Sporotrichosis occurs after fungal implantation of Sporothrix spp. in the skin, and is the main subcutaneous mycosis in Latin America. Here we describe three atypical cases of the disease. The first case report an extra-cutaneous occurrence of the disease with joint infection; the second one describes a patient with bilateral lymphocutaneous form of sporotrichosis; and the third shows a zoonotic cutaneous case with the development of an erythema nodosum as a hypersensitivity reaction. These cases show the disease importance on the region and the necessity of fungal culture to the diagnosis confirmation.
We conducted a molecular epidemiological study to investigate HIV-1 strains in Rio Grande, southern Brazil, searching for an association with transmission mode and risk behavior. Patients (185) identified at an AIDS treatment reference Hospital, from 1994 to 1997, were included; from which 107 blood samples were obtained. Nested PCR was realized once for each sample; for amplified samples (69) HIV subtypes were classified using the heteroduplex mobility assay. Subtypes identified were B (75%), C (22%) and F (3%). All infections with C were diagnosed after 1994. Comparing patients with B and C, no differences were detected regarding demographic, clinical and laboratory characteristics; survival analysis did not reveal differences in HIV to AIDS evolution. A higher proportion of injecting drug users, IDU (not significant, p<.07) was found among those with C. This suggests that C may have been introduced in this area through IDU, and is being spread, probably by their sexual partners, to persons with other risk practices.
BackgroundAlcohol abuse is an important public health problem, frequently unrecognized among people living with HIV/AIDS (PLWHA), and requires investigation and intervention. It is usually associated with lower adherence to highly active antiretroviral therapy (HAART). It can also produce adverse clinical outcomes, such as changes in certain HIV markers, particularly CD4 cell counts and HIV viral loads (VLs). Thus, this study aimed to evaluate the prevalence of alcohol abuse among PLWHA, its associated risk factors and effects on CD4 cell counts and HIV VLs in southern Brazil.MethodsBetween December 2012 and July 2013, 343 patients were interviewed at a reference hospital in southern Brazil. The instrument used was the Alcohol Use Disorder Identification Test (AUDIT), and a cutoff of eight points or more was applied. Socioeconomic, demographic, clinical and laboratory data were also collected. The statistical analysis included a Poisson regression to evaluate the factors associated with alcohol use disorder, and a linear regression was performed to assess the relationship between AUDIT scores and CD4 cell counts and HIV VLs.ResultsAlcohol abuse was present in 28.6% of the respondents, and possible dependence was present in 5%. The risk factors identified included being male, mixed or black skin color, low education and the use of intravenous or inhaled drugs. A higher AUDIT score was associated with a lower CD4 cell count but was not associated with higher HIV VL values.ConclusionsOur results show the importance of screening for alcohol abuse in this group. The prevalence of alcohol abuse was high, and it was associated with socioeconomic factors and the use of illicit drugs. Moreover, AUDIT score negatively affected CD4 cell counts as well.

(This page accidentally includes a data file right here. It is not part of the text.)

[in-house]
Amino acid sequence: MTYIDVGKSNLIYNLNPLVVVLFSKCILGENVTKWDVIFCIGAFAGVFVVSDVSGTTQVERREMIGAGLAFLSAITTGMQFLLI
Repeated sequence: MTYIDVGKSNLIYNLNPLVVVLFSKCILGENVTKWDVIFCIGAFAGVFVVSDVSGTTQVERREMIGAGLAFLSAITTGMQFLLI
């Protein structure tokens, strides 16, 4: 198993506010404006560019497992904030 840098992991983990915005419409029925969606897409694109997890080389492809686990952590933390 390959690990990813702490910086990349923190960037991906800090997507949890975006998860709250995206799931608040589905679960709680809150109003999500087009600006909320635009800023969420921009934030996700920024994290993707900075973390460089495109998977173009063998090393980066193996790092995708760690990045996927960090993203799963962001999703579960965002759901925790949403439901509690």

Background: Hepatitis E virus genotype 3 (HEV-3) infection usually causes self-limited acute hepatitis. In immunosuppressed patients, HEV-3 infection can rapidly progress to chronic hepatitis and cirrhosis. In southern Brazil, data on HEV seroprevalence are scarce. Methods: Testing for HEV RNA and antibodies (anti-HEV) was performed for 320 HIV-infected patients followed at the HIV/AIDS Service of the Federal University of Rio Grande between 2012 and 2013, as well as 281 blood donor samples obtained in 2015. Variables associated with anti-HEV positivity were assessed by multivariable logistic regression analysis. Results: HIV and blood donor groups showed similar HEV seroprevalence (6.7% and 7.1%, respectively). Risk factors associated with anti-HEV detection were older age, marital status, a higher number of sexual partners, poor sanitation, and alcohol use (HIV group), and living in a rural area (blood donors). HEV RNA was detected in eight serum samples from HIV-infected patients and in one blood donor, who was also positive for anti-HEV IgM and IgG. Conclusions: The prevalence rates of HEV infection were comparable between HIV-seropositive patients who were not severely immunocompromised and blood donors. The blood donor's HEV isolate showed high similarity with swine HEV strains from Brazilian herds in the same region, thus indicating a potential risk of foodborne and parenteral transmission via blood transfusion.
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